Science says we've been cutting cakes all wrong

Normally, when you cut a cake you cut a triangular piece from the center, right?

Ready for some life-changing information?  We've been cutting cakes the wrong way for our entire lives.

British writer and mathematician Alex Bellos suggests that if you use the triangular slice method for a circular cake you’re not “maximizing the amount of gastronomic pleasure," unless you want to eat the whole cake in one sitting.

When you want to eat it later, the exposed cake is dry, hard and overall yucky.

In a new video, Bellos, also known as Numberphile, says the "scientific" way to cut a round cake is down the middle (OMG!) and then cut rectangular slab of cake from the center, remove it and then simply push the two halves back together before storing.   That way nothing is exposed and you can keep eating fresh cake day after day.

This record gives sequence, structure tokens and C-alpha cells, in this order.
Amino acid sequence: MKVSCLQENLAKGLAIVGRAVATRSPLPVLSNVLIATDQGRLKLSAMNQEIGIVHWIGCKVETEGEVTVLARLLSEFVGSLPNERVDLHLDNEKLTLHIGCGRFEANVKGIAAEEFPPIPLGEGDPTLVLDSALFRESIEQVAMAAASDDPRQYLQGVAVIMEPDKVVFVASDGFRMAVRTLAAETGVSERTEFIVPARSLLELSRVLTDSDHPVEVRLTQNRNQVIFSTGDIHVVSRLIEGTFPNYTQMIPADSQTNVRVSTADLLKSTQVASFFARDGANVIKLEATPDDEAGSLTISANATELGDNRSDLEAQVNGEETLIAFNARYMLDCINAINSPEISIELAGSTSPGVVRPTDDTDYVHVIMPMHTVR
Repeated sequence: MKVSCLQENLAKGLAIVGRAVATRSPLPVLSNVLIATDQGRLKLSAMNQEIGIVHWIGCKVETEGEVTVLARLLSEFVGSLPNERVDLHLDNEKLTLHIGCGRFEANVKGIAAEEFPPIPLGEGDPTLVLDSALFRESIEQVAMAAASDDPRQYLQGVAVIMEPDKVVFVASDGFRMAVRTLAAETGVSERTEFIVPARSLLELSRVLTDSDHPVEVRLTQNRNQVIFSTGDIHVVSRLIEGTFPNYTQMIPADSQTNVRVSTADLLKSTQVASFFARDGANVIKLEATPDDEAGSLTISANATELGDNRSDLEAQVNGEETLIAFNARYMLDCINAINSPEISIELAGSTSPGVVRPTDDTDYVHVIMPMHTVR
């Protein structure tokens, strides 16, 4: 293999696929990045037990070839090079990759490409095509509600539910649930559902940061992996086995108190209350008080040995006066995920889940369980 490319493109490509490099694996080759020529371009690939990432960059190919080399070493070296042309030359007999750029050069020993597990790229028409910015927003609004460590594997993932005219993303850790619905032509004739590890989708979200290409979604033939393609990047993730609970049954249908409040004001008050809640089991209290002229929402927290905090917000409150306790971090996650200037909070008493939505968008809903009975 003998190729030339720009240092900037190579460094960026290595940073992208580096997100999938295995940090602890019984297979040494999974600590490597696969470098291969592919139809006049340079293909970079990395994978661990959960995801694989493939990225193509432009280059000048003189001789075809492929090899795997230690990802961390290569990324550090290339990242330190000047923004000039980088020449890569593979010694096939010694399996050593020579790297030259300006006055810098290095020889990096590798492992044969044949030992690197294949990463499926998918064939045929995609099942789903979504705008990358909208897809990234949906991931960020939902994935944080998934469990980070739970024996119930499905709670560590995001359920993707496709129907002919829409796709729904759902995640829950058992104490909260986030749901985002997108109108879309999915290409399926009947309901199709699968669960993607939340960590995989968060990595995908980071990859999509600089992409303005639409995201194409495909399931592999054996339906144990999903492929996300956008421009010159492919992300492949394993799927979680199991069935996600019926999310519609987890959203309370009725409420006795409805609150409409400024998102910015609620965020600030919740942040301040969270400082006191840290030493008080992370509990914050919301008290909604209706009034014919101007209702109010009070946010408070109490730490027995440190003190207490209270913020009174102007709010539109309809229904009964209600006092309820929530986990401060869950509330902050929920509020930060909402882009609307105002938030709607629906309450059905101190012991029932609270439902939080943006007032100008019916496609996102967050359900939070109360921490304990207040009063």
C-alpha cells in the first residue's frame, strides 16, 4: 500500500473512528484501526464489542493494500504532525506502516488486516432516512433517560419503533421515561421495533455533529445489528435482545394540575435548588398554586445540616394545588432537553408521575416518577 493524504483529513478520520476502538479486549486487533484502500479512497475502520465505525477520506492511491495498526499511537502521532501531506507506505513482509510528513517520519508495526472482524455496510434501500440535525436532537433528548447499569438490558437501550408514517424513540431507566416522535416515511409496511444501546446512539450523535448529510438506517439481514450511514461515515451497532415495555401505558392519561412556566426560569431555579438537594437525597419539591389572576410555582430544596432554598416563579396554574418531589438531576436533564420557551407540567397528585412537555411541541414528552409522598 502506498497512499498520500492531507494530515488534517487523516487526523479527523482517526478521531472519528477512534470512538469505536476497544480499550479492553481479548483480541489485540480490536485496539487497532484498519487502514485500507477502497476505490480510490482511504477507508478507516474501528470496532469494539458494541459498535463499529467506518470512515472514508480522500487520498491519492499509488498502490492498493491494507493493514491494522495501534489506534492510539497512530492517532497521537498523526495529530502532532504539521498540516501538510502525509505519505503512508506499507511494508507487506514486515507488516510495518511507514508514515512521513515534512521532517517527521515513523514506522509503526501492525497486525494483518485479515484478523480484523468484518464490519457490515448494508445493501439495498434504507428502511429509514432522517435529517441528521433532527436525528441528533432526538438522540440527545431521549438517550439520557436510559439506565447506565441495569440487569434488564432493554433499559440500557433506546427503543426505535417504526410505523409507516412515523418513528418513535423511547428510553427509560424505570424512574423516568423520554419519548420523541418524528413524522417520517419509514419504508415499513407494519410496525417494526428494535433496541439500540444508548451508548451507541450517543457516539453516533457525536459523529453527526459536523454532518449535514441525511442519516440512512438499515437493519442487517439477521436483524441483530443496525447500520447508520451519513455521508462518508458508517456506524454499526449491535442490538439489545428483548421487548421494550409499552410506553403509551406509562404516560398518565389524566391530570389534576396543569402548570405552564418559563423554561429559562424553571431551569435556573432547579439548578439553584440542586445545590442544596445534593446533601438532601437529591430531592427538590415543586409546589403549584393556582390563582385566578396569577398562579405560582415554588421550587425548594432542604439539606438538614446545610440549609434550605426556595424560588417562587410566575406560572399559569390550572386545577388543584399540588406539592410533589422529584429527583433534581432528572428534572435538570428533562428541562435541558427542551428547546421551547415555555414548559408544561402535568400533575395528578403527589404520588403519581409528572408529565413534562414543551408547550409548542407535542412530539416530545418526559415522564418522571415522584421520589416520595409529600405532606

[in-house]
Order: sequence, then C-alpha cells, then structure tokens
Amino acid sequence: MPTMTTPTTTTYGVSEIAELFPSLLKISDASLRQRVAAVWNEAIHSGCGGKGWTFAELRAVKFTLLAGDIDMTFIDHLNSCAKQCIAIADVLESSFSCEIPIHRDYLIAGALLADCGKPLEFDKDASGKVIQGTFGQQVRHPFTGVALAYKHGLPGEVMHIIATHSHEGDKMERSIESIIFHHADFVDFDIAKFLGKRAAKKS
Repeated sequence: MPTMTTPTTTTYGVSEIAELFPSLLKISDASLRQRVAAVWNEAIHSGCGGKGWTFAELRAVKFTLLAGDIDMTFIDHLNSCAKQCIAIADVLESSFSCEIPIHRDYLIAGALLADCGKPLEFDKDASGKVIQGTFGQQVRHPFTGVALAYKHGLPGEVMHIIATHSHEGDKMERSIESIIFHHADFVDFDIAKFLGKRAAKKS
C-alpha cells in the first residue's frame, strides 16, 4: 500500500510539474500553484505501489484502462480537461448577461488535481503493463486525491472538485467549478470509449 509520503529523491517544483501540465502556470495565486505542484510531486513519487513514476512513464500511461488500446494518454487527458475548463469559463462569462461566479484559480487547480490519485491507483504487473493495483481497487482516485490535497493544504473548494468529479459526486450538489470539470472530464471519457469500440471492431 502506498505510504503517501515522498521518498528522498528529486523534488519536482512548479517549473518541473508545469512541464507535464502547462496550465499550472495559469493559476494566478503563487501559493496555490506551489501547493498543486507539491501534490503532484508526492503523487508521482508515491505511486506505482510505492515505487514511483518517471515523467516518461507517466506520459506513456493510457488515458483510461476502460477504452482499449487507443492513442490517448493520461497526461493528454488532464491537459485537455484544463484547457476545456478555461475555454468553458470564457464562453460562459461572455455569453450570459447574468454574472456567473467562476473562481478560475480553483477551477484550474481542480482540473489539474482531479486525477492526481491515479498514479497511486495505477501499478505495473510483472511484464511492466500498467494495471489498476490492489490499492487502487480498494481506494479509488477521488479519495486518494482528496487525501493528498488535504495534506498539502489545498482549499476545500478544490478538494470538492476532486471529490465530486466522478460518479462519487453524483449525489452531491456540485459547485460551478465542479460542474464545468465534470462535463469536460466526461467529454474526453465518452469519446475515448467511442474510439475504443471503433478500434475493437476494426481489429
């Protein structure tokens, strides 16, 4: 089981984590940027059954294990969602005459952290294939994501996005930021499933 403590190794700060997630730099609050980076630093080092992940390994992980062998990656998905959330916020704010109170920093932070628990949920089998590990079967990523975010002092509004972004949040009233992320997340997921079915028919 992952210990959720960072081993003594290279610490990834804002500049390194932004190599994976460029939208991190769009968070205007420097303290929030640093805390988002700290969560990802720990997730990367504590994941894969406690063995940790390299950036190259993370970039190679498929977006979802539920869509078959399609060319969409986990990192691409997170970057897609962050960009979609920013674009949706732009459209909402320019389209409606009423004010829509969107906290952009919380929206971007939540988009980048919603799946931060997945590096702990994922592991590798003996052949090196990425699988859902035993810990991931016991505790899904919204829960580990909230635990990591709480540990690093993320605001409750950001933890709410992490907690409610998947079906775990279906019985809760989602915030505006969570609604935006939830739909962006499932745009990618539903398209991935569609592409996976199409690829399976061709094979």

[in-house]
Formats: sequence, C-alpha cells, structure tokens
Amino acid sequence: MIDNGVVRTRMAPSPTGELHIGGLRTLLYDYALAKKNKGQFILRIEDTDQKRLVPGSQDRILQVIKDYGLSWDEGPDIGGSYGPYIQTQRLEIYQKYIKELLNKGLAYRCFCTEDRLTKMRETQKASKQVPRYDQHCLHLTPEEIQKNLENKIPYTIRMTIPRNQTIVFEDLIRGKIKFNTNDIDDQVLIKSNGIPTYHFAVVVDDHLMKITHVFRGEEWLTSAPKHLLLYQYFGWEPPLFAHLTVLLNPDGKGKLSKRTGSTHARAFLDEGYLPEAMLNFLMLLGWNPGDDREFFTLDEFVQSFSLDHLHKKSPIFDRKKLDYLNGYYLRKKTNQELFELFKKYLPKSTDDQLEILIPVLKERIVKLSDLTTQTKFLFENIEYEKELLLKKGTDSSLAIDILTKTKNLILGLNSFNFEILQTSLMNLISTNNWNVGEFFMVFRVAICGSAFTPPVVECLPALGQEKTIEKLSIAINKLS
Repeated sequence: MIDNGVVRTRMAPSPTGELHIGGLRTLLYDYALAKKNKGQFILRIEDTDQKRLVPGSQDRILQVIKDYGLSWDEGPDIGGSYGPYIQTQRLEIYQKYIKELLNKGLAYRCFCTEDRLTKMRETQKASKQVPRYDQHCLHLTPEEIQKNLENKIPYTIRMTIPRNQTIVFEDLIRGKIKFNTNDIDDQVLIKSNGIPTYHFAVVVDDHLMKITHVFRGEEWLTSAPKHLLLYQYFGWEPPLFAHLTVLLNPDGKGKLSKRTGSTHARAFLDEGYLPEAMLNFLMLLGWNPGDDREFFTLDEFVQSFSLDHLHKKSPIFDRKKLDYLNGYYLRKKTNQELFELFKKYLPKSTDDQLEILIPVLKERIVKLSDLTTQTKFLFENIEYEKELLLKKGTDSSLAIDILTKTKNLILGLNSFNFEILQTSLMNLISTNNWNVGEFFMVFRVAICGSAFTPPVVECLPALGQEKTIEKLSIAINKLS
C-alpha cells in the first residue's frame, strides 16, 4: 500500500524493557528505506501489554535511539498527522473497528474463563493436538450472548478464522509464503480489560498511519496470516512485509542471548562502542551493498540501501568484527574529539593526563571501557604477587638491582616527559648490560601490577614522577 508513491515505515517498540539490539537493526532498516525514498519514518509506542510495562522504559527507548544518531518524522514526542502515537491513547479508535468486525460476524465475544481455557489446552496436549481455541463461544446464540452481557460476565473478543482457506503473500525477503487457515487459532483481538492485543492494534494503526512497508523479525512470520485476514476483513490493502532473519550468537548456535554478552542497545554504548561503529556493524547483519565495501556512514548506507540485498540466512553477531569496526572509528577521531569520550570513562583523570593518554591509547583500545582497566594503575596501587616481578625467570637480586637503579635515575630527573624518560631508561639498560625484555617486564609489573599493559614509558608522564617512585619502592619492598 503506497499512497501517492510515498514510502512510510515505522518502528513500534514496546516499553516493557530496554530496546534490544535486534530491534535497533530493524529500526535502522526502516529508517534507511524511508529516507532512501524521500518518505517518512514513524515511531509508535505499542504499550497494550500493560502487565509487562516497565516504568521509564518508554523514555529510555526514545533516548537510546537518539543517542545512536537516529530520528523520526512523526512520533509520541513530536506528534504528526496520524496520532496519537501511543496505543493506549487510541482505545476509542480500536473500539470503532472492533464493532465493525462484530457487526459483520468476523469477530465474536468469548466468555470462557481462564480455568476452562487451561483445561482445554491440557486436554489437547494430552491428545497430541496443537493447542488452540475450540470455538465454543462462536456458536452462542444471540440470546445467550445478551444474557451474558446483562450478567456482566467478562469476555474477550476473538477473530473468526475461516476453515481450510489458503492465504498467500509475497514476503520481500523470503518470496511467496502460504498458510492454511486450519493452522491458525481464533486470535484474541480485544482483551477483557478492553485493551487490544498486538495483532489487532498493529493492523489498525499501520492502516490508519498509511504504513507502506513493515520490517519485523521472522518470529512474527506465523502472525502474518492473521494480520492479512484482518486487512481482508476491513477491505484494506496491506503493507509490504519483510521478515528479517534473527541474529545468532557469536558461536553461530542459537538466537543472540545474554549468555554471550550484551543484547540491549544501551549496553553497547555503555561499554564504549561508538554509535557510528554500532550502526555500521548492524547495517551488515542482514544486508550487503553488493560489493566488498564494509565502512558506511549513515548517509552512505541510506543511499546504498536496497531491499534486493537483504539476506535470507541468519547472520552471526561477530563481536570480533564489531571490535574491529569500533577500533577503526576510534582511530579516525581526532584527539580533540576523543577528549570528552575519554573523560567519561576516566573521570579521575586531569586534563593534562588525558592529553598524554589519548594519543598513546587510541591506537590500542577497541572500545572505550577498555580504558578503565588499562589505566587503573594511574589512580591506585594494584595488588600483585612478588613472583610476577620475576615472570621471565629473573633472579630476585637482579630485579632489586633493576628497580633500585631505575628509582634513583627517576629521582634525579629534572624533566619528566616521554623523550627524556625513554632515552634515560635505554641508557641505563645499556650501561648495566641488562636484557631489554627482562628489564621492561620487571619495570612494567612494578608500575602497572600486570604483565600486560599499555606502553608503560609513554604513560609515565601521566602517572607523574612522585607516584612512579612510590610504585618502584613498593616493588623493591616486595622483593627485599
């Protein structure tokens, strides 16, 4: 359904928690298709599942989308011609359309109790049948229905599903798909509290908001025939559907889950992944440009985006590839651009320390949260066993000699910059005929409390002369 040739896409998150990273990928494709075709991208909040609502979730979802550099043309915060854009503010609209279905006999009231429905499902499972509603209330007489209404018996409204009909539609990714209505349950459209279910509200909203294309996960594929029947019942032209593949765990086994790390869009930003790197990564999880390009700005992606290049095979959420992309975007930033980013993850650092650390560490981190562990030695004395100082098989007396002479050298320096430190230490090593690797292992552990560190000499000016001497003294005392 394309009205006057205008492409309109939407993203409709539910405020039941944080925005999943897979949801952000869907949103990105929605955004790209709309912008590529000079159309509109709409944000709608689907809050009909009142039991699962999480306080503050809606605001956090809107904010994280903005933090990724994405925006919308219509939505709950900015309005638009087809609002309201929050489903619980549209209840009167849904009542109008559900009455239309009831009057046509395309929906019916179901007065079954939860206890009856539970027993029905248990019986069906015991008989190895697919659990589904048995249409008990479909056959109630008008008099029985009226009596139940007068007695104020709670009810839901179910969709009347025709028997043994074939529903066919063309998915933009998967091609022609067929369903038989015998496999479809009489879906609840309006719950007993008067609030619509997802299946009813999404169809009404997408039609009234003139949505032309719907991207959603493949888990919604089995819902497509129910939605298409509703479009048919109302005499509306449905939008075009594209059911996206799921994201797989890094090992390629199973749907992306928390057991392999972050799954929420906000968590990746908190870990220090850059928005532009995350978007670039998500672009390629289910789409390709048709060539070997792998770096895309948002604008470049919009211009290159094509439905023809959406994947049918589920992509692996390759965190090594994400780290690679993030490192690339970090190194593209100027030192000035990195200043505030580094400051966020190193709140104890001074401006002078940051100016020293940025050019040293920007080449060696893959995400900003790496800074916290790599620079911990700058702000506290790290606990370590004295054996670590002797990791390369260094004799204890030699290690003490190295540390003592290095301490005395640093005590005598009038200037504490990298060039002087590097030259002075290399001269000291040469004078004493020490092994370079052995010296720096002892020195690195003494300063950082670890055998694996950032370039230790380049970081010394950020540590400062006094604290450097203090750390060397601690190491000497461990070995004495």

Bellos shows how to cut the cake on day two, three, four and so on to ensure no areas of the cake are exposed. He also uses a rubber band to keep the cake together.

This method isn't Bellos. The idea first appeared in the science journal Nature in 1906 in a letter to the editor titled “Cutting a Round Cake on Scientific Principles.”

How could we have not known that there was a better way to cut cake that is more than 100 years old?